5 definitive books on Leonardo da Vinci
For years we have been fascinated with the artistic prowess of Leonardo da Vinci.
- Over 7,000 pages have survived of Leonardo da Vinci's personal notebook collection.
- Leonardo da Vinci's sketches, ruminations and theories make for a thrilling read.
- Many biographers have attempted to figure out what made da Vinci such a great artist.
Centuries have passed and yet we still sing the praises of the quintessential Renaissance man, Leonardo da Vinci. The historic figure, the legend and the man fits the bill for our reverence, intrigue and near worship at times. Da Vinci was an intelligent, creative and complicated figure. Within just the past century alone, a countless numbers of books have been written about him.
Those who wish to learn more about him and about the time period in which he flourished would do well to dive into these five select books on Leonardo da Vinci.
Da Vinci's Ghost: The untold story of Vitruvian Man
The Vitruvian man is a world renown sketch found in one of Leonardo's notebooks. The image is named after the famous Roman architect Vitruvius. While this image has been parodied a million times over and stamped on trinkets galore, the true genius and history of this piece eludes most people. Historian Toby Lester scours the historical record and recounts the many figures and forces that made this image a reality in 1490, when da Vinci first drew it.
The history is fascinating, as the roots of the picture go back to proto-Christian imagery in which the author finds compelling evidence that the Christ figure owes its prestige and presentation from how statesmen originally presented a godlike Augustus Caesar to the Roman populace. Vitruvius was an instrumental force in ancient times and would come to greatly influence Leonardo, as he also drew on ideas such as the microcosm and macrocosm.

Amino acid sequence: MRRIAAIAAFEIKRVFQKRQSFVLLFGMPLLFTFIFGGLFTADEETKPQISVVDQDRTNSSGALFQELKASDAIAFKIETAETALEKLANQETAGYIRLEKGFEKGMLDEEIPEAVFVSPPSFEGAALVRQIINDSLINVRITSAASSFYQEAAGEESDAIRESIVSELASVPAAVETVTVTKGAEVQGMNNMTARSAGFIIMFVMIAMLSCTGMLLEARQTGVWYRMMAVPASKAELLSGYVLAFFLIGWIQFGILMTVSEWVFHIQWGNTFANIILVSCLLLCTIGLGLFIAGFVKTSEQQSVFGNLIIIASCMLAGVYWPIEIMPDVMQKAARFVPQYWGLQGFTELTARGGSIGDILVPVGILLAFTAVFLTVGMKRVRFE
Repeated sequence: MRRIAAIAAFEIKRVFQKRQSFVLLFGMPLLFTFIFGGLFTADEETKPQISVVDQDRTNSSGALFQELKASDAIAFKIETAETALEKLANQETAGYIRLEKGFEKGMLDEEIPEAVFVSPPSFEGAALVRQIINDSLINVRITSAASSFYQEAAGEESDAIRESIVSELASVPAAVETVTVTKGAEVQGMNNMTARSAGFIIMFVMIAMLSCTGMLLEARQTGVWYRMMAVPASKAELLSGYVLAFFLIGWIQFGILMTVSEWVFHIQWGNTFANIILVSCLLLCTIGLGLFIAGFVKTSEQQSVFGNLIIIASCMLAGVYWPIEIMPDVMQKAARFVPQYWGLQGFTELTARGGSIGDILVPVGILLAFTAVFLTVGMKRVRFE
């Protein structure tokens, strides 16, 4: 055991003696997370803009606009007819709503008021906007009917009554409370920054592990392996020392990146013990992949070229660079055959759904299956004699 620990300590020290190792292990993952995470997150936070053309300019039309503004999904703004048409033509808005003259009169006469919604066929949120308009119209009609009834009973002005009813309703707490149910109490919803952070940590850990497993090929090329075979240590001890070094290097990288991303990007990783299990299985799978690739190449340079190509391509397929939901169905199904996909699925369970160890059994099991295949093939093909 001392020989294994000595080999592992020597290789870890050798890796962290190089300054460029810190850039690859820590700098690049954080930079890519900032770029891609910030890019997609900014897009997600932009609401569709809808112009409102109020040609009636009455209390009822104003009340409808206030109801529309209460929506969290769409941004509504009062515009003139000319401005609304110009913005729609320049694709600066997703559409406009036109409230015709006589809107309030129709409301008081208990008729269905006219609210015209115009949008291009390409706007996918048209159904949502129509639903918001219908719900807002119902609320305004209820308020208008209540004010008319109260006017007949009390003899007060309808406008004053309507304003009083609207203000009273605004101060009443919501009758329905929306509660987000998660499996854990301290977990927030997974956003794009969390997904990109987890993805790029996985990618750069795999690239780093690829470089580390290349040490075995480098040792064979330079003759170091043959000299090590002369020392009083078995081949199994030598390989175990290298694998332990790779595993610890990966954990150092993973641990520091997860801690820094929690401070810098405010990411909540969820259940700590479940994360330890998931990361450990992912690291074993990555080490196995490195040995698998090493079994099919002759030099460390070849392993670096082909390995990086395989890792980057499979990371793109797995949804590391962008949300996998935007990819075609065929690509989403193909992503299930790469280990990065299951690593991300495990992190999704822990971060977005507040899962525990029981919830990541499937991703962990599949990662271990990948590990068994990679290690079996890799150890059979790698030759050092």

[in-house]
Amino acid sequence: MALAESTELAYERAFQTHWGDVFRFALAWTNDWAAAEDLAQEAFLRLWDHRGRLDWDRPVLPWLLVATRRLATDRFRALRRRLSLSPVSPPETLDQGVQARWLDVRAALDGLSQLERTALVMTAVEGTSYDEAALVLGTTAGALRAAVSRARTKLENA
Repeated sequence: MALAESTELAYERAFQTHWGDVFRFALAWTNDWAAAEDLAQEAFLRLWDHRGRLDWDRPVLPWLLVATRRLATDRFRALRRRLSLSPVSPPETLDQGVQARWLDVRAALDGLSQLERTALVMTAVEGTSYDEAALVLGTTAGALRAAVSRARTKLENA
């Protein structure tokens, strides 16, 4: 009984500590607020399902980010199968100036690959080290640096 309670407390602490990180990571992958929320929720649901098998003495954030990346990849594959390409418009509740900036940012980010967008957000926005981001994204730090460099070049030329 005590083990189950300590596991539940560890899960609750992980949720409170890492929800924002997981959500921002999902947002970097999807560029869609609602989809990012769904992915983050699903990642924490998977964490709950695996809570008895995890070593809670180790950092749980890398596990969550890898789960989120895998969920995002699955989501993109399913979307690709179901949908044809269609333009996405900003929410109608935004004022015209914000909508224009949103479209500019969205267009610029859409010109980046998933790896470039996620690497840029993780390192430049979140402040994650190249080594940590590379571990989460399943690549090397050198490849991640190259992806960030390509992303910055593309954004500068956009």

Da Vinci's Ghost is at once both an intimate personal story of da Vinci and a far-ranging historical tale which contextualizes his greatness and creative mind.
Leonardo da Vinci, A Memory of his Childhood
In typical Freudian fashion, Sigmund Freud goes to work on his most famous attempt at a psychoanalytic biography. Reconstructing da Vinci's early life from a few references in his journals, Freud argues the point that, from a psychoanalytic perspective, da Vinci's greatness stemmed from sexual repression. No surprise there, considering this was Freud's modus operandi.
"Observation of men's daily lives shows us that most people succeed in directing very considerable portions of their sexual instinctual forces to their professional activity. The sexual instinct is particularly well fitted to make contributions of this kind since it is endowed with a capacity for sublimation."
Freud wrote this book in 1910. Rather than putting this book off as outdated, there are a number of keen observations and thought-provoking ideas that Freud puts forth. Like the many biographers that came both before and after him, Freud is desperately searching to understand where Leonardo's otherworldly artistry and genius stems from. Freud also concedes the point pretty heavily throughout the book that, in the end, these are just simply his own observations. This is by no means a definitive answer on the enigmatic figure da Vinci still evokes.
What better place to learn about a man than from the words written in his own hand. These are the personal notebooks of Leonardo da Vinci – the books he poured the contents of his mind into, so that he could both be understood and understand himself. The authors have organized this remnant of his writing into a cohesive and categorical layout, so that you can glide from his thoughts on painting, sculpting and anatomy to his interests in philosophy, natural science and much more.
"The mind of a painter must resemble a mirror, which always takes the color of the object it reflects and is completely occupied by the images of as many objects are in front of it."
These books give you the privilege to embark into the mind of the Renaissance master and experience something incredible. Nearly all of these pieces of writing are accompanied with some kind of artwork.